Hackers Hijack Ethereum Mining Equipment

User Rating: / 1
PoorBest 

Hackers targeting all facets of the cryptocurrency boom is by no means a new phenomenon. On Nov 1, news broke of two separate incidents targeting cryptocurrency wallets in two different ways. Reasons for cryptocurrencies becoming one of the favored targets for hackers can be directly attributed their increasing popularity and soaring stock values. While the blockchain revolution is changing how we operate, hackers are still deploying the same methods as always to steal legitimate users cryptocurrency.

A security researcher at Romanian firm Bitdefender, Bogdan Botezatu, detected the first attacks on Monday this week when their SSH (Secure Shell) honeypots detected a bot attempting to change the system configuration to hijack funds from Ethereum mining operations. The bot was targeting an operating system optimized for Ethereum mining, called EthOS. This is a commercial operating system that can mine Ethereum, Zcash, Monero and other crypto-currencies that rely on GPU power. According to the OS’s creators, their offering is currently running on more than 38,000 mining rigs across the world. As with other specialized operating systems, it comes pre-loaded with the necessary tools and a default username and password. After deployment, the user only needs to add a wallet for mining fees and, of course, most importantly, change the default username and password.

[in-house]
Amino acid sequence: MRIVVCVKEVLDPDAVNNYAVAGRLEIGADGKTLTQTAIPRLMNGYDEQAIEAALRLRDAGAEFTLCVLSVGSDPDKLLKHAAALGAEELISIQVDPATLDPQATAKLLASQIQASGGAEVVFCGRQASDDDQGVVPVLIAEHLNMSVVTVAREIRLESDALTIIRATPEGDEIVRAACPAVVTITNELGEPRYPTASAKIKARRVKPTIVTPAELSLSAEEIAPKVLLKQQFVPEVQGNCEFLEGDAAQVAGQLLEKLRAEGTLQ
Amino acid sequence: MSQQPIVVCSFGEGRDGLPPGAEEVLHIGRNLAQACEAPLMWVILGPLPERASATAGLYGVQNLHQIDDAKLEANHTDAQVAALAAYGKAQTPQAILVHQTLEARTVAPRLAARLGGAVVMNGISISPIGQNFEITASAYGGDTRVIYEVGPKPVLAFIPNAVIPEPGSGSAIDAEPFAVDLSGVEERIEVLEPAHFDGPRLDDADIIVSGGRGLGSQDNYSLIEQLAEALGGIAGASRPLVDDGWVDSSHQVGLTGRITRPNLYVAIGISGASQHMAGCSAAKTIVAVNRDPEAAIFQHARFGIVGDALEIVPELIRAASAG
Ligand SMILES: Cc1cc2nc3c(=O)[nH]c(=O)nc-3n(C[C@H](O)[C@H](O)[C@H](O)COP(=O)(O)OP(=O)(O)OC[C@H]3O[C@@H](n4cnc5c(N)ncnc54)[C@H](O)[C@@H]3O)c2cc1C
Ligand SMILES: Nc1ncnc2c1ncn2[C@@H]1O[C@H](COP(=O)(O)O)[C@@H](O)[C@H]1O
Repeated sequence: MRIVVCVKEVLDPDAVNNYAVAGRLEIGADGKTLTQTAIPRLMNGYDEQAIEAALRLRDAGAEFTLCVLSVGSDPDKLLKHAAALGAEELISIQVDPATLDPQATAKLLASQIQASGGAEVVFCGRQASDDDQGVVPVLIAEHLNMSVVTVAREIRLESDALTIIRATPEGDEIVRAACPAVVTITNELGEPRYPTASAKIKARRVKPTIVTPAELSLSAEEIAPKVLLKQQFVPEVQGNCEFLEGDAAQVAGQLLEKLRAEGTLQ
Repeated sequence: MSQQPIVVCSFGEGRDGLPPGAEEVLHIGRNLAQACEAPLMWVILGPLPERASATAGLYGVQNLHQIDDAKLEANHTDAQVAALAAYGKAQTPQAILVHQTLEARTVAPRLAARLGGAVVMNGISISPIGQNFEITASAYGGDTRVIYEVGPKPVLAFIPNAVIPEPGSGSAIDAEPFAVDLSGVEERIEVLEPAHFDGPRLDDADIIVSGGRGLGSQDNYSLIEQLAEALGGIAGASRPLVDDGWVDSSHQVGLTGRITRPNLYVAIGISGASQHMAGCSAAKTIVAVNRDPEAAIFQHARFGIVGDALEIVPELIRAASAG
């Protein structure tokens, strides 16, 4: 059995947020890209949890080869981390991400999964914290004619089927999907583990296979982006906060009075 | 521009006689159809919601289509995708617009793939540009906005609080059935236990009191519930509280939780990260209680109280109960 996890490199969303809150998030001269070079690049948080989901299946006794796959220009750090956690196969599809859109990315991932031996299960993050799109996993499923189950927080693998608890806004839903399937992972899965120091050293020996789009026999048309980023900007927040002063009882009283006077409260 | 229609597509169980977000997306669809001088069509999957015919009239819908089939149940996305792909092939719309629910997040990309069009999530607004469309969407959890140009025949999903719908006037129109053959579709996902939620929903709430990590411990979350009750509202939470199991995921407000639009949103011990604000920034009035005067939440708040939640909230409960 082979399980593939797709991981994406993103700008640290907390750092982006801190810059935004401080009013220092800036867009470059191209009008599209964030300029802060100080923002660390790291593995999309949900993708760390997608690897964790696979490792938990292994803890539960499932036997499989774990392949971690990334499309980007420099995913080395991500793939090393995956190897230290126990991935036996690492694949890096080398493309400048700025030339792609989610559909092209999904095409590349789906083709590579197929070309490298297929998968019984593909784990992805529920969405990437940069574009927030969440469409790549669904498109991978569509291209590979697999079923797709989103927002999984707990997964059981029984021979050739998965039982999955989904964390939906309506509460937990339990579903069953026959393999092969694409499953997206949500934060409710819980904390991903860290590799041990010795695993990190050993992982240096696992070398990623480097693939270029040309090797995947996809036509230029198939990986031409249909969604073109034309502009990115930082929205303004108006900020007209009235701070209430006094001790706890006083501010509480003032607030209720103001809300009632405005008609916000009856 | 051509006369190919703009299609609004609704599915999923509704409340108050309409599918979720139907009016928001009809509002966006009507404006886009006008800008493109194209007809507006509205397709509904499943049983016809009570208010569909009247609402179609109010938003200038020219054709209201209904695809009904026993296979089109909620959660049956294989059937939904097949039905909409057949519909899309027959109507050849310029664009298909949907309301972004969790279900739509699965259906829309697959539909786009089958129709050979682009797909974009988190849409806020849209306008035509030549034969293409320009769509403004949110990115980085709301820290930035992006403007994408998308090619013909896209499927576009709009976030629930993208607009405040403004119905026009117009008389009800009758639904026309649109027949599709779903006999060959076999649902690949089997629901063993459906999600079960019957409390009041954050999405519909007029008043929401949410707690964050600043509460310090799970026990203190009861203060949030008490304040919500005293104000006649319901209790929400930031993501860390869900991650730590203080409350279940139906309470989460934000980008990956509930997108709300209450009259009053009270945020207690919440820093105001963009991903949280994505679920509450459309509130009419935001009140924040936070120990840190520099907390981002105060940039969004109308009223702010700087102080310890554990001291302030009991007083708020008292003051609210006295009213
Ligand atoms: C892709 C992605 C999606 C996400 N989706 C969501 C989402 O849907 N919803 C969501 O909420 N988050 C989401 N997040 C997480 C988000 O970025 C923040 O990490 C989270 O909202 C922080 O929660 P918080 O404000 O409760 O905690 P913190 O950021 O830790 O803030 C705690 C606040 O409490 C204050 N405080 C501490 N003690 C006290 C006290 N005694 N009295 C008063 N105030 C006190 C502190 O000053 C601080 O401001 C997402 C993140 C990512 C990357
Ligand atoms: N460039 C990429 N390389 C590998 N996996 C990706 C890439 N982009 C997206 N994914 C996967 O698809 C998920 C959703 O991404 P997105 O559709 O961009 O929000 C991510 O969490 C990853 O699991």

It is this oversight of not changing the default username and password that is being exploited. The bot operates by scanning the entire IPv4 range in order to find open SSH connections. If found, it attempts to log in using the default username and password used by the EthOS operating system, that being “ethos:live” and “root:live”. If the login succeeds the bot attempts to change the existing configuration for Ethereum to hijack the mining process to the attacker’s Ethereum address (0xb4ada014279d9049707e9A51F022313290Ca1276). Since the attack campaign started the wallet displays that 11 transactions have occurred worth a total of $611 in Ether.